I never thought I’d see a crewed rocket blast into space at Cape Canaveral, yet — here I am. I also never thought I’d live in Florida, and likely would never even visit the state, yet — here I am.

I do remember Apollo 11 landing on the moon and I remember Neil Armstrong and Buzz Aldrin planting the flag. I recall sitting on the living room floor in our house in the orange grove cross-legged, eating an Oreo and drinking a 6-oz glass of milk. The living room walls in the grove house were cedar panels. I remember Rebel sitting next to me, his big head and floppy ears resting on his big old paws. Rebel was a phlegmatic Basset hound with deep brown, mournful eyes. I had learned to walk by clinging to his ears and toddling.

It seemed very easy for these two guys to hop out of the Lunar module and caper around the moon. At age seven, I thought the big rocket was just like the small rockets one of our teachers had launched at school. In my mind, flying to the moon was maybe a little farther than flying to Paris. My child’s mind told me that the astronauts were just like The Little Prince only instead of a nice costume and scarf, they wore puffy, funny suits.

The Little Prince by Antoine St. Exupery

This is in my child’s mind. All through school, we drew peace symbols, stuck “ecology” stickers on our notebooks, and learned about the Apollo astronauts. I was certain that by the time we were all grown up, the world would be a beautiful, green, peaceful place, and astronauts would be flying all over the universe.

Just like Star Trek.

I was too young to be allowed to stay up and watch Star Trek. But by the time I was in third or fourth grade, it was on every day after school. Most days now, I can’t remember everything I’m supposed to do, but nearly every Star Trek episode is burned into my brain. Within 10 seconds of the show’s first scene, I can tell which episode it’s going to be, from the idiotic ones like “Space Hippies” or “Landru” to profound ones like Harlan’s episode.

So at the same time I was eating the Oreo, drinking my small glass of milk, and wondering at the stars, it was the height of the Vietnam War. Martin Luther King, Jr. and Bobby Kennedy had been in their graves one short year.

I didn’t know what war was. When Bobby Kennedy was shot, I was only a few blocks away in the waiting room of a doctor who was planning hip surgery on my beloved Bampy (my grandfather). I heard them say Bobby Kennedy had been shot on the small white radio in the waiting room, and I heard the nurses crying.

“Can’t the doctors fix him?” I asked.

No — the doctors couldn’t fix him.

How could I imagine I’d grow up to write a book about Buzz Aldrin or accomplish the few goals I had as a female science fiction writer?

And so I never imagined I’d see two men go into space on a big rocket. But so I did.

Space X crewed launch May 27 2020

Nothing about Cape Canaveral or Merritt Island was like what I thought it would be. One way to see the launch is to take a boat on the Banana River as close as you can get. You motor out as fast as you can and wait. The countdown you hear on TV  is delayed from the real launch. So by the time those at home see the launch, the rocket has already reached the clouds.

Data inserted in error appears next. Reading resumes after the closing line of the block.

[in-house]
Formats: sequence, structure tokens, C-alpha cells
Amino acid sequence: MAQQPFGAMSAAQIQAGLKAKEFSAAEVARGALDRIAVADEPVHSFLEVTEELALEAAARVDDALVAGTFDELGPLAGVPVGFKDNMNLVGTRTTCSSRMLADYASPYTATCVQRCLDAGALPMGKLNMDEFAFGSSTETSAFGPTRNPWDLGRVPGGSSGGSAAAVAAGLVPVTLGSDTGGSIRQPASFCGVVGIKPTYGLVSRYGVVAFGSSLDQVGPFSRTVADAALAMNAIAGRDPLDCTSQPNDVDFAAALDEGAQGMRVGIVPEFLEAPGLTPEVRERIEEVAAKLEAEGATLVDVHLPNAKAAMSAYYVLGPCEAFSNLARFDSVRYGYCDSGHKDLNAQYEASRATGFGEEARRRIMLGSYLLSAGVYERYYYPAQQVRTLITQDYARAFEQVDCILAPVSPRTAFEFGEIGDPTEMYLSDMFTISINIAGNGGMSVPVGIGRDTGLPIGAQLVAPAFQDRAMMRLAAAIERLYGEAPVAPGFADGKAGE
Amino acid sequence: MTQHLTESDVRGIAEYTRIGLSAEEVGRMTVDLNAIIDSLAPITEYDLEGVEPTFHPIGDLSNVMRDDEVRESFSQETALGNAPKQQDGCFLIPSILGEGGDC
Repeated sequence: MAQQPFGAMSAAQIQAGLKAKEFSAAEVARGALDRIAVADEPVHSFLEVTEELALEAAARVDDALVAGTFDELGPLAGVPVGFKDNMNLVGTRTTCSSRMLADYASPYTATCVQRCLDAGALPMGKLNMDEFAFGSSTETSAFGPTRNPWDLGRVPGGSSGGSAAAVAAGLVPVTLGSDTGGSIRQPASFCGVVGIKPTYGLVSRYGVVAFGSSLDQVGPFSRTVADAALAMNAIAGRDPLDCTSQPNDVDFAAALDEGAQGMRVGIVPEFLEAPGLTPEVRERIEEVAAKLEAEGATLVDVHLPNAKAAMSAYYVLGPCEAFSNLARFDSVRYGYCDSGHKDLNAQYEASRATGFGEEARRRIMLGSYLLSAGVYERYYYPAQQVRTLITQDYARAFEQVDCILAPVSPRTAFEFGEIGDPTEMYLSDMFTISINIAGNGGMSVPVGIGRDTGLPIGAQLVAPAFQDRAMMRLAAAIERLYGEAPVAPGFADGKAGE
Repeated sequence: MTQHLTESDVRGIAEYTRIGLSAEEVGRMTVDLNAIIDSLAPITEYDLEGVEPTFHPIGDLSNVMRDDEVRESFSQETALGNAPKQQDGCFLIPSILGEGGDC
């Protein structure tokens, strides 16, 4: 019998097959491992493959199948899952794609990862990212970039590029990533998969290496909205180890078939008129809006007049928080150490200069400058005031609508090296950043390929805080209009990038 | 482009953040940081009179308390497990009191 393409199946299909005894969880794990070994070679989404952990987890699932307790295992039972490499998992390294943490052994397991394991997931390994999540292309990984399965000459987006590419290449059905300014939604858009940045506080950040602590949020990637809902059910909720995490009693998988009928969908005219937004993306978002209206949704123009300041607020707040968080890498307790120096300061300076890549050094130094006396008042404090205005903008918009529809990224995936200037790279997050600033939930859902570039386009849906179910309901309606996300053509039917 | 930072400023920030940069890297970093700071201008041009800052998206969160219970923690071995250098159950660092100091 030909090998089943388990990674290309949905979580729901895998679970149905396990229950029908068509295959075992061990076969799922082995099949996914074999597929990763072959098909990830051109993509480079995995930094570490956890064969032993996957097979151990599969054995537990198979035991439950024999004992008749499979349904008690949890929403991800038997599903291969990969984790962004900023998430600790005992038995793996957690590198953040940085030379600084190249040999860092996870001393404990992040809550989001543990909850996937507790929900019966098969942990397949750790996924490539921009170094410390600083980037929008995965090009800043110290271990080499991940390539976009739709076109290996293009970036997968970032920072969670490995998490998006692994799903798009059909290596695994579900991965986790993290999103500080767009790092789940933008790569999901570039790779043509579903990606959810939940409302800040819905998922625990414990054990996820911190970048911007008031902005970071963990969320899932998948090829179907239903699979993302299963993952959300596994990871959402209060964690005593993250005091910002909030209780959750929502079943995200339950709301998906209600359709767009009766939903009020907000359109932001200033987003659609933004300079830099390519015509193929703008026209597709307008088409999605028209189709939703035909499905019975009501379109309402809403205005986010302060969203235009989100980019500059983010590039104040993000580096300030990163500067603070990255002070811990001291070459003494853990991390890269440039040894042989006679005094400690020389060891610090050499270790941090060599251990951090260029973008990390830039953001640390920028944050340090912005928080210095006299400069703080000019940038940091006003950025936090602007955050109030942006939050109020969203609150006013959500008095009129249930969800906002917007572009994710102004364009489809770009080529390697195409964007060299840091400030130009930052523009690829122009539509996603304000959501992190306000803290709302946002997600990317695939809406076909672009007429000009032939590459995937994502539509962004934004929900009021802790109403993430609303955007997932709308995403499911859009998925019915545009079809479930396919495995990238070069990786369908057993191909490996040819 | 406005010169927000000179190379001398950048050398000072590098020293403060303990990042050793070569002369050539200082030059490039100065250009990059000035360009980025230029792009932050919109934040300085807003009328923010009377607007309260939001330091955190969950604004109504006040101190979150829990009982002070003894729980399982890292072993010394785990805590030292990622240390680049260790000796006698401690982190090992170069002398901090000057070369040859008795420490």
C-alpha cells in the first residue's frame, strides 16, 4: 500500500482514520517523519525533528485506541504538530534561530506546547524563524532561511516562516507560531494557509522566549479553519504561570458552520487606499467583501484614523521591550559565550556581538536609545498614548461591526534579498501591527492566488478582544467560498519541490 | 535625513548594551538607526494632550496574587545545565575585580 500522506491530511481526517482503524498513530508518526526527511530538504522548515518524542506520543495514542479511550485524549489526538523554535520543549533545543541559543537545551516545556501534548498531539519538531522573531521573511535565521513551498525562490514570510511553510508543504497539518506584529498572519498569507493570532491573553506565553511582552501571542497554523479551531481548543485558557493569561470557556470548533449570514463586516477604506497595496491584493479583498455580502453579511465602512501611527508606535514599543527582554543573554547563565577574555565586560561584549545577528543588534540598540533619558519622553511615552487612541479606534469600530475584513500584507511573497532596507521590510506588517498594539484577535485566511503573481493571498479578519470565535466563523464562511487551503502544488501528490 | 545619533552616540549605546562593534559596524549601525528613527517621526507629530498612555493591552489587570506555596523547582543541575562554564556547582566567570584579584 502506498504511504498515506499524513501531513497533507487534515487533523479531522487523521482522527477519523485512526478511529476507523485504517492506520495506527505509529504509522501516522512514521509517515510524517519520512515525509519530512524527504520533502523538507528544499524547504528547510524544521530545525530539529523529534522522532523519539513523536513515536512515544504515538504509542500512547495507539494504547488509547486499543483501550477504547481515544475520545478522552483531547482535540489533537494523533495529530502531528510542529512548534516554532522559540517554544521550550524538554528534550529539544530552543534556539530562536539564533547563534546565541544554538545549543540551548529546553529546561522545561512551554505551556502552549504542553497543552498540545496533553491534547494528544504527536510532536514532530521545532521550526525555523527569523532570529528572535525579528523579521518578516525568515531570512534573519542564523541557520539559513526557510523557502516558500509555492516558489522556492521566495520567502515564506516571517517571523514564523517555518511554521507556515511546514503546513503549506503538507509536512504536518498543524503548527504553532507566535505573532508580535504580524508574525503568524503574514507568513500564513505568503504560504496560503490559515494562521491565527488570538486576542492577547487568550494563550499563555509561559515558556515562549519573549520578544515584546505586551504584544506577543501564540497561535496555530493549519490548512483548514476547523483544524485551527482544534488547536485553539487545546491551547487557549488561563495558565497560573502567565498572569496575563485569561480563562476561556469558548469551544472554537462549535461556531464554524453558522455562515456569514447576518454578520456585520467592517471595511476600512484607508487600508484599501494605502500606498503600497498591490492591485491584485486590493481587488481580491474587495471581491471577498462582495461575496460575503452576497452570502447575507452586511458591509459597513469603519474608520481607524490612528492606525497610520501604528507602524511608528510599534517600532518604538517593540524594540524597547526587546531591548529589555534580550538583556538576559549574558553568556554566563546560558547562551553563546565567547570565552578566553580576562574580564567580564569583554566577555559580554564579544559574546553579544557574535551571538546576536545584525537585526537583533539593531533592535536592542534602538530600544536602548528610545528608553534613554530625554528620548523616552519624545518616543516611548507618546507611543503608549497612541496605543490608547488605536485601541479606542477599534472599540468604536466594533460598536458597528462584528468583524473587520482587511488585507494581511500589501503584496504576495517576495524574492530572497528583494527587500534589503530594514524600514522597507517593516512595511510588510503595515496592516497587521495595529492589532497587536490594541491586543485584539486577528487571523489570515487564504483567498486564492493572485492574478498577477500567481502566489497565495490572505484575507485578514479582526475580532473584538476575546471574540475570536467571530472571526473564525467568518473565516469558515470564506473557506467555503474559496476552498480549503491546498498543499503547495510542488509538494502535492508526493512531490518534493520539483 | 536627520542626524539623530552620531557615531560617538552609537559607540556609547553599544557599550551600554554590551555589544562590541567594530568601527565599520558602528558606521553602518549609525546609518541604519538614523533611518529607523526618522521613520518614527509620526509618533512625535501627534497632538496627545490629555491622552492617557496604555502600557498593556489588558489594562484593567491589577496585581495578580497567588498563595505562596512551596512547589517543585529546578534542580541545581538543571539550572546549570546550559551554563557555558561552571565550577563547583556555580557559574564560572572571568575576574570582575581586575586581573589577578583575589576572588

It is not as loud as I’d imagined. The rocket looks like a small glowing needle rising through the sky.

It’s beautiful.

It’s also small and frail and very human. It’s as frail as the Wright Flyer I saw over my head, and the Apollo space suit — thin white canvas — that I saw at the Air & Space Museum in 1993. Also on that trip I experienced this.

It was difficult for me to write this because there are so many feelings of hope and pride and disillusionment and grief mixed together when I think about space.

I just searched my name on Amazon to link one of my books and despite the fact I have published 40 books, it was suggesting another person’s name. I had to work very hard to find my own book.

Small and frail and like specks of dust are we all.

As we rode out (twice — the first launch was scrubbed due to late spring storms) in the boat, there were so many others on their way. This flotilla leaving Cocoa Beach was mostly small yachts, a few sailboats, several jetskis, little skiffs, and a scattering of speedboats. There were people up from Miami in the group, but most were local, aside from Bruce and me and a couple of others from Florida’s west coast. A few had also flown in from other parts of the country.

Every soul I saw save three were … hard to say it … whiter than me.

And this wonderful launch I saw had two worthy astronaut heirs to the Apollo 11 crew, Bob Behnken and Doug Hurley. Do people even know their names like Neil Armstrong and Buzz Aldrin? Do people know any of the Space X astronaut names?

A lot of people know the name of the man behind this current launch: Elon Musk.

As we just moved from California, I would estimate at least 10-15% of the cars on the road back home were his vehicles. And I do give Mr. Musk credit for resurrecting the name and ideas of a once-nearly-forgotten man: Nikola Tesla.

But I bet I haven’t seen more than four Teslas on the road — including on the Space X launch days — in the 75 days I’ve been living in Florida. Dodge Boys and Carroll Shelby rule here.